Trust Regional Historic Environment Record
Castell Promontory Fort, Near Trefadog
Primary Reference Number (PRN) : 1 Trust : Gwynedd Community : Llanfaethlu Unitary authority : Ynys Mon NGR : SH29108590 Site Type (preferred type first) : Early Medieval PROMONTORY FORT Status : Scheduled Monument
Summary : A heavily defended promontory on the north west coast of Anglesey, now protected as an ancient monument of national importance. The site was excavated by D. Longley in 1984-5 and was found to consist of a massive defensive bank and ditch on the landward side, enclosing an area of some 250 square metres. The foundations of a large 14th century house were revealed within the enclosure, which was later used as a metal working site. Finds included a bronze fastener, metal working debris and a single sherd of samian pottery.
Description : Small natural promontory with sea on two sides, fortified on land side with large ditch and bank. (RCAHMW, 1937)
No trace of entrance, which must have been destroyed by erosion of internal structures. <2>
Published 25 in survey revised. <3>
As described. <4>
Prior to excavation the site presented the appearance of a natural knoll of boulder clay bounded by a steep sea cliff to the NW and NE and by a bank and external ditch on the landward sides, the whole constituting a small defended promontory of around 250 sq metres within the defences.
An area of approximately 245 sq metres was excavated across the defences and interior. It became clear that the appearance of a knoll had been created by the erosion of bank material into the interior from a considerably more massive defence that had been anticipated, and that the original character of the site would have comprised a level promontory defended by a bank, now surviving to a height of 2m, inside a ditch 13m wide and 4m deep. The scale of defence is disproportionately massive to the small area of the interior surviving although it was established that at least some of the NW interior had been lost through erosion of the cliff face. In this connexion, however, it is noteworthy that the rampart terminated in advance of the cliff edge.
The rampart displayed some complexity in its make up initially comprising a turf bank capped by clay and rounded beach pebbles, and finally, by boulder clay quarried from the ditch. No earth-fast revetment for the bank was recognised although the inclination of material in its make up suggested that some external support would originally have been provided, and there is a strong indication that the front of the bank has been eroded into the ditch.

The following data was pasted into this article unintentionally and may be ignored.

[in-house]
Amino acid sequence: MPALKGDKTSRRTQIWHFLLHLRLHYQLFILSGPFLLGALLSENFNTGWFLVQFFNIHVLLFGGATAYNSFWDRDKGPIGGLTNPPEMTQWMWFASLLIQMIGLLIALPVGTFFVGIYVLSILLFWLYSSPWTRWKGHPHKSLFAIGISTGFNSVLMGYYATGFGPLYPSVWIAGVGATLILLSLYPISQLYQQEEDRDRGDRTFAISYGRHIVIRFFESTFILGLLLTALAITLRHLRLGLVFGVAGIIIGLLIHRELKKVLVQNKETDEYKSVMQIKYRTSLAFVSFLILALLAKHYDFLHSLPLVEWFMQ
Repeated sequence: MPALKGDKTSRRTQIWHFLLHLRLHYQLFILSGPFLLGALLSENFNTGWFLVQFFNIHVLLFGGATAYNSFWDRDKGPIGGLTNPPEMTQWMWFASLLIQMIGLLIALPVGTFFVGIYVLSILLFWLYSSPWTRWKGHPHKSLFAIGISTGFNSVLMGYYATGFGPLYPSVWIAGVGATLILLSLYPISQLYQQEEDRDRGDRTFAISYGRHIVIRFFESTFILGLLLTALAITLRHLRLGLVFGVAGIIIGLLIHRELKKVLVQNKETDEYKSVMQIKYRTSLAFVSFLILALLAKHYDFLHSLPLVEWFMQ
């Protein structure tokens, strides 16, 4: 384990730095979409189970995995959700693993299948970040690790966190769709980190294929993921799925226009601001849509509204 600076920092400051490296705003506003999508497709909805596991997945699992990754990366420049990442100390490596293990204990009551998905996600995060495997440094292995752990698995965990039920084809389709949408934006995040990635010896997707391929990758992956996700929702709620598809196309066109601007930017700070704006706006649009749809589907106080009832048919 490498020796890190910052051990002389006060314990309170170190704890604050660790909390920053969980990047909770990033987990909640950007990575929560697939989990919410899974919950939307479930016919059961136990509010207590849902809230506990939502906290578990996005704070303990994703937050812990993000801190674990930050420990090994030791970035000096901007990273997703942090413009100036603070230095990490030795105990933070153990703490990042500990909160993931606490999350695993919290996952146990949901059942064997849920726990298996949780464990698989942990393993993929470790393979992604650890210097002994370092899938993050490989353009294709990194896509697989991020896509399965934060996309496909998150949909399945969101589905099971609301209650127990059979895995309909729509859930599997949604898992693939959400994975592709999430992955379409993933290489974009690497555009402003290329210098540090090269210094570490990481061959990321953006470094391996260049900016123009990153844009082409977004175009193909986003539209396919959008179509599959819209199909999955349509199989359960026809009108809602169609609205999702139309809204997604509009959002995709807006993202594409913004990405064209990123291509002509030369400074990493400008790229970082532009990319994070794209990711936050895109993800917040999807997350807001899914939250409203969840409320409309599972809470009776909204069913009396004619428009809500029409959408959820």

This defence superseded an earlier demarcation represented by a palisade slot continued to the present cliff edge beyond the termination of the rampart. Within the enclosure a large rectangular structure with markedly rounded corners was identified, aligned NE-SW and measuring 10.8m x 5m with stone-faced and clay-cored walls over 1.2m thick. The SW wall in the lee of the rampart survives to a height in excess of 1m, although elsewhere stone robbing and erosion of the cliff face had taken their toll.
The building was provided with a circular stone-set hearth at its SW end and a complex arrangement of drains. After the structure had fallen into disrepair the promontory became the scene of metalworking on a limited scale with a number of hearths dug through the floor of the now dilapidated building. Very few diagnostic artefacts were recovered during the course of the excavation although radiocarbon and remnant magnetic determinations may aid the establishment of a chronological sequence for the site.
Notable finds include a small bronze fastener, debris from the process of metal working and a samian sherd sealed by collapse of the rectangular structure.
It is an unfortunate postscript to the history of the site that the area of metalworking activity has been the focus for illicit excavation in recent times with its attendant disturbance of the stratigraphy. (Longley 1984)
The site is as described, but is overgrown and the western bank is suffering erosion. (Davidson & Jones, 1997)
Events : 40781 : Excavations at Castell, Trefadog (year : 1984) 40362 : Coastal Erosion Survey: Anglesey (year : 1997) 40621 : Prehistoric Defended Enclosures in North-west Wales, 2004-5: West Conwy, Gwynedd (Arfon) and Anglesey (year : 2005) 44557 : Early Celtic Societies in North Wales (year : 2010) 45042 : Iron Age Settlements in Wales: Cadw Defended Enclosures Publication. Hillforts and Hut Groups in North-West Wales. (year : 2008) 40620 : Prehistoric Defended Enclosures: Scoping for Pan-Wales Assessment (year : 2003)